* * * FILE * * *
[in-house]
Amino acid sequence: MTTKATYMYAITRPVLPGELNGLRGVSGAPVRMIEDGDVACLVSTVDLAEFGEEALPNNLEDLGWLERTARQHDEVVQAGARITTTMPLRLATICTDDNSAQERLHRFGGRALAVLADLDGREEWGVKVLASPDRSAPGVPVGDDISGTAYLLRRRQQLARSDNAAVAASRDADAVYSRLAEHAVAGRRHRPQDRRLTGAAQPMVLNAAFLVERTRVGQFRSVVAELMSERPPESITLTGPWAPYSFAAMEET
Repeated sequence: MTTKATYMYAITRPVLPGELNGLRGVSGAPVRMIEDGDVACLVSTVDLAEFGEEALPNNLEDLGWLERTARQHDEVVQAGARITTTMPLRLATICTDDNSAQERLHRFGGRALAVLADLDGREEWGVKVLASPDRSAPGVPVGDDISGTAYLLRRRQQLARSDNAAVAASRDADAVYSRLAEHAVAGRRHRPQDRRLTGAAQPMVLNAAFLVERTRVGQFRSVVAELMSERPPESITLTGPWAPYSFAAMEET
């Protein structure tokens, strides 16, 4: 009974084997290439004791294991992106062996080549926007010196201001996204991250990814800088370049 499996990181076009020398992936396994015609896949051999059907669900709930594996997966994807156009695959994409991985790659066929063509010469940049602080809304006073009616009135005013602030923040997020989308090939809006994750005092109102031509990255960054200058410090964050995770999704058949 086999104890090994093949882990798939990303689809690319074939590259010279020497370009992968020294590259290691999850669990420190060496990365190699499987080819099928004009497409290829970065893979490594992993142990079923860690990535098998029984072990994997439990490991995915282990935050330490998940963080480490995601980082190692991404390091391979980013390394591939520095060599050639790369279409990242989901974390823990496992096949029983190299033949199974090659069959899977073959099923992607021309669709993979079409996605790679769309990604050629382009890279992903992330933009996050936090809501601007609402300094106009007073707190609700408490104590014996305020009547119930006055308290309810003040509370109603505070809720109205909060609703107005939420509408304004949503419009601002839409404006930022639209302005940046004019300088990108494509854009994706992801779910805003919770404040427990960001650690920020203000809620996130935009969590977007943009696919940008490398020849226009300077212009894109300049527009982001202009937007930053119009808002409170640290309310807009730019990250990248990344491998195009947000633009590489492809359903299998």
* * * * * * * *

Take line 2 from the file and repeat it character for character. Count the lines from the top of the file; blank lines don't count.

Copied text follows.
Amino acid sequence: MTTKATYMYAITRPVLPGELNGLRGVSGAPVRMIEDGDVACLVSTVDLAEFGEEALPNNLEDLGWLERTARQHDEVVQAGARITTTMPLRLATICTDDNSAQERLHRFGGRALAVLADLDGREEWGVKVLASPDRSAPGVPVGDDISGTAYLLRRRQQLARSDNAAVAASRDADAVYSRLAEHAVAGRRHRPQDRRLTGAAQPMVLNAAFLVERTRVGQFRSVVAELMSERPPESITLTGPWAPYSFAAMEET